To many practitioners playing chess is easy, to play it well is difficult and to all but a few, becoming a chess master is impossible.  So how does one bridge the final gap?  Already in his Batsford publication, "Studying Chess Made Easy", Andrew Soltis has provided the format on how to acquire the skills to become a strong player and now in "What it takes to become a Chess Master" he describes the magic ingredients necessary for one to take the final steps. 

Andrew Soltis has a happy knack of putting his points in a matter-of-fact manner in clear and concise language and in this book this helps to strip away the mystery that surrounds chess mastery.  He concedes that an innate talent is to a certain extent the main attribute needed to become a master, but here he investigates and expounds other properties needed by an aspiring chess master.  In broad terms these amount to blood, sweat and tears.  A scan of the chapter headings encapsulates these attributes:-

What matters most


Little tactics






These brusque headings need a little more explanation:

What matters most - what is the most important feature(s) of any given position.  In assessing the merits of a position, the master will isolate the most important aspects and play accordingly.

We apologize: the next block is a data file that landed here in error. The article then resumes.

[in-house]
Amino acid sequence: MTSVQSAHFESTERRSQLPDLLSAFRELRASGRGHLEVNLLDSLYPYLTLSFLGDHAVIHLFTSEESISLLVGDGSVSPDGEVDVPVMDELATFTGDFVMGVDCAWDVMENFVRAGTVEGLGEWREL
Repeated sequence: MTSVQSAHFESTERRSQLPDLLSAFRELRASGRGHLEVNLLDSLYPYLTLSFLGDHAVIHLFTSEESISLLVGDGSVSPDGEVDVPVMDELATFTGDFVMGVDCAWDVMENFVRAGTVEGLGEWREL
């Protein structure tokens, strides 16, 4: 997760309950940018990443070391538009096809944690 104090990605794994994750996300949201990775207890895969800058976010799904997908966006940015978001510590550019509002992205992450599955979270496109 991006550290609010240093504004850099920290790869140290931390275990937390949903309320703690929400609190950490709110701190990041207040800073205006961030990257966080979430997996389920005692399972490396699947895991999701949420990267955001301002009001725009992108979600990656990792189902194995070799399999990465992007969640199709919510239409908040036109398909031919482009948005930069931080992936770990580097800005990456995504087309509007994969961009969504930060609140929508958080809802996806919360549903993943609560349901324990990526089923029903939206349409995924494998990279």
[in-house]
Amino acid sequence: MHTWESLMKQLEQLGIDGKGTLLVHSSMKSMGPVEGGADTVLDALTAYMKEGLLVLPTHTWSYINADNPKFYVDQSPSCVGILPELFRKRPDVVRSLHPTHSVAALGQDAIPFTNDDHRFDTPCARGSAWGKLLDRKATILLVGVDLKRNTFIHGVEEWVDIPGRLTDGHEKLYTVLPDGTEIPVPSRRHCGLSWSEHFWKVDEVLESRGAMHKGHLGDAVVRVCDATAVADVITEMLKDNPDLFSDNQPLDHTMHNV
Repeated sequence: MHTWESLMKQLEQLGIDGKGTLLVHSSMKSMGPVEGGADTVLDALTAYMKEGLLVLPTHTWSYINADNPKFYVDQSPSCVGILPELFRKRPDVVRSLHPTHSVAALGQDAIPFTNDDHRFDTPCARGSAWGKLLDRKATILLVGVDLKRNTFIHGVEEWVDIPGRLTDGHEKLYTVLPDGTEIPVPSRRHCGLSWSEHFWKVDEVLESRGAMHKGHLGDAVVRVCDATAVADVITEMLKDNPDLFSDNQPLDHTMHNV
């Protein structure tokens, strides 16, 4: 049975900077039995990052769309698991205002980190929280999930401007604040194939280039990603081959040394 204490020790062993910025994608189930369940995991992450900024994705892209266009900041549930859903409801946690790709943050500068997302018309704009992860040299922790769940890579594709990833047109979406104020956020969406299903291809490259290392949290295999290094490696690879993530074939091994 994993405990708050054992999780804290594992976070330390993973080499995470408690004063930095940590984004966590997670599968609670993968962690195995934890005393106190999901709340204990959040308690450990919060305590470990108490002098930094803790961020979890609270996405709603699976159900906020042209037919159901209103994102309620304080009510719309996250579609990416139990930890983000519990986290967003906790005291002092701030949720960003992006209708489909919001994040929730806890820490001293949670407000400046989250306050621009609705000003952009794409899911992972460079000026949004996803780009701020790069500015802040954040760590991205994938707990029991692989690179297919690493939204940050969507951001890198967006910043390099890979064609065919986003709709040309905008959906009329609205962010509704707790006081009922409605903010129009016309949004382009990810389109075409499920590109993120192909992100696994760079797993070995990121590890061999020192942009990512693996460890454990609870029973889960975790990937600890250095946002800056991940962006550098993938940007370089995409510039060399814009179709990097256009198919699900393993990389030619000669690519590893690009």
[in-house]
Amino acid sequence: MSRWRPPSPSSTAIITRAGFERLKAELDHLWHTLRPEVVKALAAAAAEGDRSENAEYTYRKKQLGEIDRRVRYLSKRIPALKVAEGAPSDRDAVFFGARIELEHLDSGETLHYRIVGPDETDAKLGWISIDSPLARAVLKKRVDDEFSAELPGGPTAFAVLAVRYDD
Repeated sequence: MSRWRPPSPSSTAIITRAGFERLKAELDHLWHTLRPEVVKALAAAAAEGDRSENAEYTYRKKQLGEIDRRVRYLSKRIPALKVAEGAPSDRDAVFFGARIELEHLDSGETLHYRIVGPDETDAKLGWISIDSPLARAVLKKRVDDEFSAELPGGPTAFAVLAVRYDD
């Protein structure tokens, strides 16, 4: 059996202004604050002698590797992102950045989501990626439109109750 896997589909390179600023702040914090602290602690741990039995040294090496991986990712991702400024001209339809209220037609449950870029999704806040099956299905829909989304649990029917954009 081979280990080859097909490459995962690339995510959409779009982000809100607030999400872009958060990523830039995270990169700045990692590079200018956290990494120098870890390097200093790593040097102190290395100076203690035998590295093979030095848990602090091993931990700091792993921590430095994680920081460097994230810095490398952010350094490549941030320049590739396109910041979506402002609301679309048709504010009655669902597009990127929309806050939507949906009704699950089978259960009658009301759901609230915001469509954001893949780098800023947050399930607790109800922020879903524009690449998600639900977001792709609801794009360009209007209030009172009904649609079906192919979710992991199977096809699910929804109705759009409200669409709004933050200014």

Habits - a master will acquire skills in recognising standard positional features that give him an advantage  or a target.  This will become a habit that will not require a conscientious effort to implement.

Little tactics - these a small tactics as opposed to major tactics that are forcing manoeuvres that yield a win.  In Steinitzian language "Little Tactics" are a number of small manoeuvres that will provide a plus until such time as they add up to a major, winning, advantage - the accumulation of small advantages.

Sense - quite simply this is the employment of intuition.

More - a master will play a position with more intensity than normal players, this being a greater determination to win.

Winnability - the ability to recognise when an advantage is sufficient to win the game.

Easier - the choice of moves available in any given position, can be assessed as being difficult to easy.  A master will invariably select the "easier" solution. 

Comp - in various positions that exhibit an imbalance of forces, what compensation is available and how this can be exploited. 

These concepts are the skeleton of Soltis' propositions that he fleshes out by providing numerous examples that exemplify the various points.